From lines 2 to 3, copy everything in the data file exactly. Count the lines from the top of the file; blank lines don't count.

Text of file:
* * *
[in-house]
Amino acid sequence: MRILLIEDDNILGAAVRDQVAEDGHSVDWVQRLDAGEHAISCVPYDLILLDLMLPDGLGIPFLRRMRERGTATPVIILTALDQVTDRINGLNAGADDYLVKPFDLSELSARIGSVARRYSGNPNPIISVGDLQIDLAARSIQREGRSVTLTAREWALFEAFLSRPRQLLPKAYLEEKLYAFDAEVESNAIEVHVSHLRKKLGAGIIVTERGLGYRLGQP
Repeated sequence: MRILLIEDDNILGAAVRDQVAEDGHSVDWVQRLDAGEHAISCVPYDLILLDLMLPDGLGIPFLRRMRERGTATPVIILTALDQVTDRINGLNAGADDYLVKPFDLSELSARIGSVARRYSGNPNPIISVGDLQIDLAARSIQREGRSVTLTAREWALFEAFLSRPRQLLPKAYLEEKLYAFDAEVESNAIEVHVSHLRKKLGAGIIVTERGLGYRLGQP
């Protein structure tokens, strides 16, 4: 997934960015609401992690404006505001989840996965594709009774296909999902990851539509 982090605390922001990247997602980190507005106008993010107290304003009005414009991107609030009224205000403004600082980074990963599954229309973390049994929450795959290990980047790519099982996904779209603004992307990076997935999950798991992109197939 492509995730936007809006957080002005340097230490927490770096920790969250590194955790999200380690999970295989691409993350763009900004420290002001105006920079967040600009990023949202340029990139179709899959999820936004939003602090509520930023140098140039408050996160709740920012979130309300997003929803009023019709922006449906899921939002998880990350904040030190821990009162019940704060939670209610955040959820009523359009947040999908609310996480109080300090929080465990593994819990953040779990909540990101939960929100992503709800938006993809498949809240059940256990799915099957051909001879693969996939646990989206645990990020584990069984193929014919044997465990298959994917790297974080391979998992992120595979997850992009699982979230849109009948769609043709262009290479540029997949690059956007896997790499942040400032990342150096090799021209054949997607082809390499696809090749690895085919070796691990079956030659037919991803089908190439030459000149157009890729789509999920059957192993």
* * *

Amino acid sequence: MRILLIEDDNILGAAVRDQVAEDGHSVDWVQRLDAGEHAISCVPYDLILLDLMLPDGLGIPFLRRMRERGTATPVIILTALDQVTDRINGLNAGADDYLVKPFDLSELSARIGSVARRYSGNPNPIISVGDLQIDLAARSIQREGRSVTLTAREWALFEAFLSRPRQLLPKAYLEEKLYAFDAEVESNAIEVHVSHLRKKLGAGIIVTERGLGYRLGQP
Repeated sequence: MRILLIEDDNILGAAVRDQVAEDGHSVDWVQRLDAGEHAISCVPYDLILLDLMLPDGLGIPFLRRMRERGTATPVIILTALDQVTDRINGLNAGADDYLVKPFDLSELSARIGSVARRYSGNPNPIISVGDLQIDLAARSIQREGRSVTLTAREWALFEAFLSRPRQLLPKAYLEEKLYAFDAEVESNAIEVHVSHLRKKLGAGIIVTERGLGYRLGQP